They like to find dark places to hide and have been known to lie waiting in futons and clothing. They’ve also been spotted in sink traps, bathroom drains, and on tree trunks. Folk wisdom is that they come in pairs.
If you are bitten:
While the venom is not fatal, it does cause a lot of pain (likened to an electric shock) and severe, persistent swelling. If you are bitten on a limb, ice it and see a doctor the next day. As with bee stings, some of the stronger 虫刺され medicine is marked for use on mukade bites, so that can hold you over until you see a doctor. If you are bitten on the head, neck, or chest, you should seek medical attention immediately.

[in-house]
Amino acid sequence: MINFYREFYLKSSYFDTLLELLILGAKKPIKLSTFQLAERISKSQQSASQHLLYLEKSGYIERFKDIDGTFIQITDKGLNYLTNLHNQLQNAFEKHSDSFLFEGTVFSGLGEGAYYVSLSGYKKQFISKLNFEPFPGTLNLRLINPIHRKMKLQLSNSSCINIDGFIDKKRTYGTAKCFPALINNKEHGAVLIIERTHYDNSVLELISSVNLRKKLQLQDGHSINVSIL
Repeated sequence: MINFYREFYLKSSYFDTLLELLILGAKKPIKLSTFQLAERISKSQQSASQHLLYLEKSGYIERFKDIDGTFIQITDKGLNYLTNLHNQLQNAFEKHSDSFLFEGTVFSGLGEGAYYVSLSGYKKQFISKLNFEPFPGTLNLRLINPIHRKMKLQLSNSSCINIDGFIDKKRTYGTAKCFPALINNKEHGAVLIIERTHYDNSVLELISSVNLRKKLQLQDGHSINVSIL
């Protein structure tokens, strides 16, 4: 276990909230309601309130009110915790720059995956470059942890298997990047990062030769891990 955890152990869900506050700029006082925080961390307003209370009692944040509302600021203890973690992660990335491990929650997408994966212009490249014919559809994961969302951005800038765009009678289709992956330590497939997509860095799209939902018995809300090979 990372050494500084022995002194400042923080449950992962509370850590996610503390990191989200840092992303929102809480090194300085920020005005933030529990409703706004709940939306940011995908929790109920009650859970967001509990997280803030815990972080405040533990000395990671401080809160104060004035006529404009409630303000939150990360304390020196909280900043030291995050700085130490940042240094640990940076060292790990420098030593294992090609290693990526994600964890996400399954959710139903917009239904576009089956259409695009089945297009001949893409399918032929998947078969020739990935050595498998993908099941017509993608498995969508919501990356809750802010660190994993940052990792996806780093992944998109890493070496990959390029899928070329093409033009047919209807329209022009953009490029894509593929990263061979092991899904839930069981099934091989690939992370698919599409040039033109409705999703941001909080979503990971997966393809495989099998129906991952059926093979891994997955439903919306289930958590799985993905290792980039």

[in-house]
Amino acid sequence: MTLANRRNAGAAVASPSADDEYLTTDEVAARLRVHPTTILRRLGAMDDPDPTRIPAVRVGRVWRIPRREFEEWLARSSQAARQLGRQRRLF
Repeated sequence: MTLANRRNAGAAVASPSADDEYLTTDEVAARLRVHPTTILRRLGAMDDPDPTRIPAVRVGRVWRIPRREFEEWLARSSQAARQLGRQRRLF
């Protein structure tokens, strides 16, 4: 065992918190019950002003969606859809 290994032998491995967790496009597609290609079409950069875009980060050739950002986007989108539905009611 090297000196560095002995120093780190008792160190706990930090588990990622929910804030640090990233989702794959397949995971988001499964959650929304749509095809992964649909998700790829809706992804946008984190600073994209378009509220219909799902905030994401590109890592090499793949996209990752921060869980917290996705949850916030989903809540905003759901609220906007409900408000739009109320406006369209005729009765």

If they are in your school, in your apartment, or crashing your picnic:
Mukade are not reviled for their looks alone–they are aggressive, fearless, and distressingly tough. Your best bet is to immobilize it with bug spray or head trauma and then sweep/toss it away. Killing them by squishing, while therapeutic for you, can release pheromones that attract more. It may continue to move even after bisected. Show no mercy, for mukade know none.
Giant Asian Hornet (スズメバチ suzumebachi）: